British Band, British Pressing… Right?
Nope. It’s just another Record Myth.
We had an original British pressing in our shootout, unbeknownst to me as it was playing of course. And guess where it finished: dead last. The most thick, congested, crude, distorted, compressed sound of ALL the copies we played. We love the work of Porky, Pecko, et al. in general, but once again this is a case where a British Band recorded in England sounds best on domestic vinyl. (McCartney’s first album on Apple is the same way.)
Just saw this today (11/29/2021)
On November 18, 2019, a fellow on Discogs who goes by the name of Dodgerman had this to say referencing the original UK pressing of Straight Up, SAPCOR 19:
So Happy, to have a first UK press, of this lost gem. Porky/Pecko
Like many record collectors, he is happy to have a mediocre-at-best, dubby-sounding original pressing, poorly mastered by a famous mastering engineer, George Peckham, a man we know from extensive experience is responsible for cutting some of the best sounding records we’ve ever played.
Is this fellow an audiophile? He could be! Many audiophiles employ this kind of bad audiophile thinking, believing that a British band’s albums must sound their best on British vinyl for some reason, possibly a cosmic one.
Those of us who actually play lots of records and listen to them critically know that that is simply not true and never has been.
How do we know that?
We don’t guess. We don’t assume.
We just play lots and lots of records and find out which ones sound better and which ones sound worse.
To be fair, we have played exactly one copy of the album with Porky/Pecko stampers. Did we get a bad one and the gentleman quoted above got a good one? Nobody knows, because nobody can know with a great deal more evidence to make the case one way or the other. Would we buy another Porky pressing? If we found one for cheap, sure. But that is not very likely to happen. Those kinds of records are not cheap these days.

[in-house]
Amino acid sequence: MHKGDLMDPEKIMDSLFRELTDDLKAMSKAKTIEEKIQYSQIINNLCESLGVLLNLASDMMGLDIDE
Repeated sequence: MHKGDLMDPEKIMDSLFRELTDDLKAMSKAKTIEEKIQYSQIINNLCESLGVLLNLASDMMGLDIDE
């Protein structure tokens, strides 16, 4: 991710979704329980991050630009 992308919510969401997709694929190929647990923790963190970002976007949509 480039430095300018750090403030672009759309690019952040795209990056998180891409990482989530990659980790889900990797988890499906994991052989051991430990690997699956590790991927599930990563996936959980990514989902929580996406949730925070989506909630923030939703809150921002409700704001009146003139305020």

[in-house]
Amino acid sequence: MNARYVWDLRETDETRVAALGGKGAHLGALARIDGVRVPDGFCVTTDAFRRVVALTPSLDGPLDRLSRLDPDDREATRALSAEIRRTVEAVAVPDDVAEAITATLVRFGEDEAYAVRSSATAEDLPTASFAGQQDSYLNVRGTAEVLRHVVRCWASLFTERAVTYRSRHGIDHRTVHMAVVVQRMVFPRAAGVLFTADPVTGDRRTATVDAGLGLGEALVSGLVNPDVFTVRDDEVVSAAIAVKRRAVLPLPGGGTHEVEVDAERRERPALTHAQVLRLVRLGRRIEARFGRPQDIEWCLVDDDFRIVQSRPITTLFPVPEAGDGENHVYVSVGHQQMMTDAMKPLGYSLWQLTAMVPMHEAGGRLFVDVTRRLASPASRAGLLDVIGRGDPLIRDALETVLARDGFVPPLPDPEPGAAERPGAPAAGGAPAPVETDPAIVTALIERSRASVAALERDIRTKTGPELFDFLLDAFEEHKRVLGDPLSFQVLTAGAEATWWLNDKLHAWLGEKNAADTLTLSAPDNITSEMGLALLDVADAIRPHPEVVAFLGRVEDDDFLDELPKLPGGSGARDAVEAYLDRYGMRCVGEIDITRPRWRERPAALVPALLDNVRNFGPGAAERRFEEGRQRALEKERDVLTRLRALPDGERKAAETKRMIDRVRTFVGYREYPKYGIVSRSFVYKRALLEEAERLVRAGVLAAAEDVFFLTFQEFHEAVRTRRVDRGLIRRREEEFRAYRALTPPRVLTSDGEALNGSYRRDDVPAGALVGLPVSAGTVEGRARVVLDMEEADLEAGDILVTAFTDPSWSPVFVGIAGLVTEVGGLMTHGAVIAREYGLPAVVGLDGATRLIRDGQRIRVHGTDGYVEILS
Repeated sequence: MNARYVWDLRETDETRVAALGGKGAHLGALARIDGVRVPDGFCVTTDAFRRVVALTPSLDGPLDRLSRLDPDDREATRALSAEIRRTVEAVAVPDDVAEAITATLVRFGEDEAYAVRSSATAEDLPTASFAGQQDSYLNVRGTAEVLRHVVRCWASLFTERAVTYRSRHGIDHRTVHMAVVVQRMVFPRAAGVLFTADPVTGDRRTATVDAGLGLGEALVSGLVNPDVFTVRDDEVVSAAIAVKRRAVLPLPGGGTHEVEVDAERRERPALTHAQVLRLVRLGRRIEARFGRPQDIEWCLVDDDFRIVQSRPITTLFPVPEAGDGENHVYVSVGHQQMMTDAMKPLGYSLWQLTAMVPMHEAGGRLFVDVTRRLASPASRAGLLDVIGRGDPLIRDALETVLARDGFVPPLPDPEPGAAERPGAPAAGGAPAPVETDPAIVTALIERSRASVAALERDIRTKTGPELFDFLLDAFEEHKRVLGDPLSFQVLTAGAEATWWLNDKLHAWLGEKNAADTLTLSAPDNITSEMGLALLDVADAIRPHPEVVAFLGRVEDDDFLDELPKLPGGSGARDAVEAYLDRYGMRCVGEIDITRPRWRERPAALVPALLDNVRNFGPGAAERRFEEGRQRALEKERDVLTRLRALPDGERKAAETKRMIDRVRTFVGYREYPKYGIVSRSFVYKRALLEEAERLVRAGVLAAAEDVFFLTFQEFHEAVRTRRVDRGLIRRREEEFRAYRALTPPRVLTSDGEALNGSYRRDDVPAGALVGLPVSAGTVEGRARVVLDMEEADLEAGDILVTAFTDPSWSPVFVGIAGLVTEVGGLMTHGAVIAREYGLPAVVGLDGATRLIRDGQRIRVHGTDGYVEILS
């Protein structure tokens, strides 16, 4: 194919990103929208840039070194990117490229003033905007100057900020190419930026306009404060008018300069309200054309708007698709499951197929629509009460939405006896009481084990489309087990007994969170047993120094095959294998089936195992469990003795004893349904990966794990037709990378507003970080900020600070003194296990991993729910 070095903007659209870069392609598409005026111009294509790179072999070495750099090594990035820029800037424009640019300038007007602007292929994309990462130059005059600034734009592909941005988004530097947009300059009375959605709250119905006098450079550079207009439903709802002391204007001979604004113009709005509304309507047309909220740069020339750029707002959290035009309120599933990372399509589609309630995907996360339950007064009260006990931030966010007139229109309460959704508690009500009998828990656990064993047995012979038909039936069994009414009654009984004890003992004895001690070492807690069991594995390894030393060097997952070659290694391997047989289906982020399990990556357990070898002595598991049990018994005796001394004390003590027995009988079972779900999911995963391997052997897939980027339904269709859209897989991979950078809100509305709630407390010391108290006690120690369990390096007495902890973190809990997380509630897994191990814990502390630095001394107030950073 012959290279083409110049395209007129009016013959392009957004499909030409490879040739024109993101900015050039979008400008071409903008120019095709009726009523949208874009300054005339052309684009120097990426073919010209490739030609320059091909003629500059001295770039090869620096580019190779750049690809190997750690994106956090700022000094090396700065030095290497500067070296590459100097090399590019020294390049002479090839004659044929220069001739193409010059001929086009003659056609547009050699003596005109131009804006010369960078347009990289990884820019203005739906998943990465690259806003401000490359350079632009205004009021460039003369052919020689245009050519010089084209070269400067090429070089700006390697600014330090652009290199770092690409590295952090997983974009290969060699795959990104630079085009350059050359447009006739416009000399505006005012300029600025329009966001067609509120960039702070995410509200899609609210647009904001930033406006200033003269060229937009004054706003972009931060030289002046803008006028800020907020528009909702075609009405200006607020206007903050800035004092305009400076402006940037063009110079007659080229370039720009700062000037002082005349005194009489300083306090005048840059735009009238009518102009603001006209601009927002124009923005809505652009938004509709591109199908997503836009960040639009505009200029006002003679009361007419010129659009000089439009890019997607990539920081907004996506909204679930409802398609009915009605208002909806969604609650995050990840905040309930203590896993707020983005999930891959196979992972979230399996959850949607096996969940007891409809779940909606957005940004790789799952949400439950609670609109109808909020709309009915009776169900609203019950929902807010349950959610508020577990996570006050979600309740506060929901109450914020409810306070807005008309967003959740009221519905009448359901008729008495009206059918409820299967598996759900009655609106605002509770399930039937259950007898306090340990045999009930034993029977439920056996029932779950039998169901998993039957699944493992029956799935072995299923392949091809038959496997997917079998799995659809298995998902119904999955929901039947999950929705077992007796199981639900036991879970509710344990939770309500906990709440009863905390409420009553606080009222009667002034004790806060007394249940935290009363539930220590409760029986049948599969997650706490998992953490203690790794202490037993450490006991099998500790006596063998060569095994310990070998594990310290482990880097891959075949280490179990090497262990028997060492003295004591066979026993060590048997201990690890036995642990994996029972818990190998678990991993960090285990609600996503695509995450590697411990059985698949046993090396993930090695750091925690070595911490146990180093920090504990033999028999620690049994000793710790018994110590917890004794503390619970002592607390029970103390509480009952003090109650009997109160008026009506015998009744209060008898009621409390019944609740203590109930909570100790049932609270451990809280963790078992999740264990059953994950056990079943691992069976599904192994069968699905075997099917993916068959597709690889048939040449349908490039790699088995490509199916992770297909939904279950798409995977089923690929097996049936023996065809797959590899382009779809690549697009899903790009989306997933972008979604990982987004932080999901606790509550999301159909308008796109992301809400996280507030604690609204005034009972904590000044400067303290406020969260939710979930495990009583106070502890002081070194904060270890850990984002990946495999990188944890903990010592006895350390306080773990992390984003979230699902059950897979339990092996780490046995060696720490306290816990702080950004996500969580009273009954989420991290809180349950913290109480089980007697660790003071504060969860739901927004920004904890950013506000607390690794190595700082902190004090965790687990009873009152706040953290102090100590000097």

If you have a great sounding UK copy, we would love to hear it. Until then we remain skeptical.
Not close minded to the possibility of course, that would be foolish.
But not in any hurry to throw good money after bad in the hopes that Dodgerman actually knows much, or cares in the least, about sound quality.
Assuming that Dodgerman does care about sound quality, he is engaging in another kind of magical thinking by assuming that the original is going to be the best sounding pressing of the album.
A public service from your friends at Better Records.
What to Listen For
For this music to work all the elements need to be in balance, with correct timbre for the relatively few instruments that make up the arrangements. Opacity, smear or grit instantly destroy the whole point of having a straightforward production, which is to be able to lay out all the parts cleanly and clearly. Get the production out of the way and just let the music speak for itself.
The truly Hot Stampers remind you of the kind of basic rock and roll record that really knows how to rock. Back in Black comes instantly to mind. Black Dog off Zep IV. This is the sound you want your Straight Up to have. The title of the album is the key to the sound. No fancy packaging, just the band, Straight Up.
This record sounds best this way: